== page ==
The arrangement is written out using three voices, for the most part, but by the time I get to measure nineteen, I need four to get the vocal melody combined with the guitar figuration. See how close the melody is to the guitar part? This almost never happens. Of course, being a 21st century guitarist, I use the 'c' finger a lot to make execution more logical.

Measure 21 is four quarter notes in the original vocal melody, but I made that a pair of halves to keep simultaneous attacks to only two. Many arrangers stumble over issues like this, and slavishly follow the original. This is a pretty serious mistake, from my point of view, because the idea is to make the arrangement idiomatic, and as if it was always a solo guitar piece. Likewise, in measure 22, the original vocal melody is four straight quarter notes, but I alternate eights and dotted quarters to keep simultaneous attacks down to two, and make the thing more idiomatic for solo guitar.

Measures 25 to 31 are an internal repeat, but 32 is the transition into what would be the 'B' section. Note that I add an attack on the final eighth to begin the build up I was talking about. In 34 I again modified the original melody's rhythm to keep it at two simultaneous attacks: The third beat was a quarter before. Note that the final eights are attacked in 36 and 38, as a part of the build up. Then we get the repeat in the first ending. The form of this arrangement is exactly like the original. One reason it's good to do this with arrangements that are intended to be crowd pleaders, is that many listeners familiar with these things will be singing the pieces in their minds. Yeah, the rhythmic modifications might throw them slightly, but it's not a bad compromise nonetheless.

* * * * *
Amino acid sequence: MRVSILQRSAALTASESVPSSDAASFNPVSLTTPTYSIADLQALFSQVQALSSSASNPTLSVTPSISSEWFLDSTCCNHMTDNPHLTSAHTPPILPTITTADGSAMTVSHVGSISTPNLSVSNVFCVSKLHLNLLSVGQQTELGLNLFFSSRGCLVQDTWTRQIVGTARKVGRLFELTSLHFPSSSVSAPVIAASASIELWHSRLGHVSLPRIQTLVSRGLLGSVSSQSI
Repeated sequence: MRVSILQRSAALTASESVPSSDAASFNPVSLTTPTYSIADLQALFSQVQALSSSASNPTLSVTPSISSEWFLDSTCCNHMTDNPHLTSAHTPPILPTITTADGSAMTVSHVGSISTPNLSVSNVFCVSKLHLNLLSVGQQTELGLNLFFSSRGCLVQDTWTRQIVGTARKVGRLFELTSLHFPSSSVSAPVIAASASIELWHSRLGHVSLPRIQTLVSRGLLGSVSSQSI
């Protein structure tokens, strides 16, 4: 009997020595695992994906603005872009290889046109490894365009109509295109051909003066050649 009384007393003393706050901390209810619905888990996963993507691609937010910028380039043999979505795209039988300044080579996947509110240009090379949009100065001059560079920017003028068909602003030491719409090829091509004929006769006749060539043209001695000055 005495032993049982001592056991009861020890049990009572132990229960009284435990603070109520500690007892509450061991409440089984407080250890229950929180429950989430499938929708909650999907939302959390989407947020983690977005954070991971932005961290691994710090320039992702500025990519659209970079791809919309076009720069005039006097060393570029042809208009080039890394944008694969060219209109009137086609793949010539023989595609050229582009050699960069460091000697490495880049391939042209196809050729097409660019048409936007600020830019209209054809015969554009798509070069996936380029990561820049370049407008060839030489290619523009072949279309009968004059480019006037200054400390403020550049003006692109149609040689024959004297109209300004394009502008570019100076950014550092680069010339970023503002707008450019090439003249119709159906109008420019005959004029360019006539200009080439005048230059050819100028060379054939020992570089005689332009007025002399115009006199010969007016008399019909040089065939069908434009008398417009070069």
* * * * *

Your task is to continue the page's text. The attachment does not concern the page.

At 41 the bridge begins, and the original song has a viola (!) solo there (Totally unique among popular songs, so far as I'm aware). Well, that wasn't possible on solo guitar, so this is the constant-eighth texture I have built up to instead. I think it works really well, if I do say so myself. For the internal repeat, I added an alternating bass note pattern, and it actually sounds kind of gnarly I think.

At the end of the bridge there is a D.C. Going back to the intro is highly unusual in a musical form, but here you have it. I made the score like this for brevity's sake, but in actual performance I add attacks on the final eights in the repeated intro to increase interest a tad.

The coda has added final eighth attacks as well, and the final eight measures, starting at 65, are the second half of the bridge, which I used to wind the piece down. Call it a codetta, but it's not in the original, which uses the old, standby rock cop-out: A fade out. It's like pop composers don't know how to compose an ending, or something.

So, there it is. I love this piece, and it's really fun to play. Not only that, but it's the most requested repeat in my set behind Classical Gass and Stairway to Heaven.

We need more Georgia.


Anonymous Anonymous said...

George, you're such a great resource. I do appreciate your presence on the planet.

- jack

2:19 PM  

Post a Comment

<< Home